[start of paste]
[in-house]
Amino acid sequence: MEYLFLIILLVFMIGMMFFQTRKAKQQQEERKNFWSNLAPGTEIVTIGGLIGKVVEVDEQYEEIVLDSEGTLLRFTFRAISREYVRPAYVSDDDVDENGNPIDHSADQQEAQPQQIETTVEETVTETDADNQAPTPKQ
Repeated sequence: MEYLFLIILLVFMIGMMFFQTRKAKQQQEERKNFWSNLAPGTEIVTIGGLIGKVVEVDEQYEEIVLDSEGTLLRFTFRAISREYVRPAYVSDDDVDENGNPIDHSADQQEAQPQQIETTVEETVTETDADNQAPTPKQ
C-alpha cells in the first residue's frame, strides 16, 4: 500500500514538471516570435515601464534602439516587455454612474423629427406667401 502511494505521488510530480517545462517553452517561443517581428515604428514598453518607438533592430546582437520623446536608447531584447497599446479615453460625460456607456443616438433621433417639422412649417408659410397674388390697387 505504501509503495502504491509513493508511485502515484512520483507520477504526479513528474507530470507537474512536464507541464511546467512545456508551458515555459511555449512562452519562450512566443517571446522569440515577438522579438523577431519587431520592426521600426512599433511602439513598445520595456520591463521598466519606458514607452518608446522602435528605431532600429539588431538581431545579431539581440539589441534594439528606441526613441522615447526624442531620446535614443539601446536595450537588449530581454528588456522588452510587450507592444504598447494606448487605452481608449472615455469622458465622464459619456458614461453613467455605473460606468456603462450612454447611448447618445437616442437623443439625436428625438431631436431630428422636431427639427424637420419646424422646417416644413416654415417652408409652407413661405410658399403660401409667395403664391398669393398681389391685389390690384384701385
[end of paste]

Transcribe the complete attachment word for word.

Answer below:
[in-house]
Amino acid sequence: MEYLFLIILLVFMIGMMFFQTRKAKQQQEERKNFWSNLAPGTEIVTIGGLIGKVVEVDEQYEEIVLDSEGTLLRFTFRAISREYVRPAYVSDDDVDENGNPIDHSADQQEAQPQQIETTVEETVTETDADNQAPTPKQ
Repeated sequence: MEYLFLIILLVFMIGMMFFQTRKAKQQQEERKNFWSNLAPGTEIVTIGGLIGKVVEVDEQYEEIVLDSEGTLLRFTFRAISREYVRPAYVSDDDVDENGNPIDHSADQQEAQPQQIETTVEETVTETDADNQAPTPKQ
C-alpha cells in the first residue's frame, strides 16, 4: 500500500514538471516570435515601464534602439516587455454612474423629427406667401 502511494505521488510530480517545462517553452517561443517581428515604428514598453518607438533592430546582437520623446536608447531584447497599446479615453460625460456607456443616438433621433417639422412649417408659410397674388390697387 505504501509503495502504491509513493508511485502515484512520483507520477504526479513528474507530470507537474512536464507541464511546467512545456508551458515555459511555449512562452519562450512566443517571446522569440515577438522579438523577431519587431520592426521600426512599433511602439513598445520595456520591463521598466519606458514607452518608446522602435528605431532600429539588431538581431545579431539581440539589441534594439528606441526613441522615447526624442531620446535614443539601446536595450537588449530581454528588456522588452510587450507592444504598447494606448487605452481608449472615455469622458465622464459619456458614461453613467455605473460606468456603462450612454447611448447618445437616442437623443439625436428625438431631436431630428422636431427639427424637420419646424422646417416644413416654415417652408409652407413661405410658399403660401409667395403664391398669393398681389391685389390690384384701385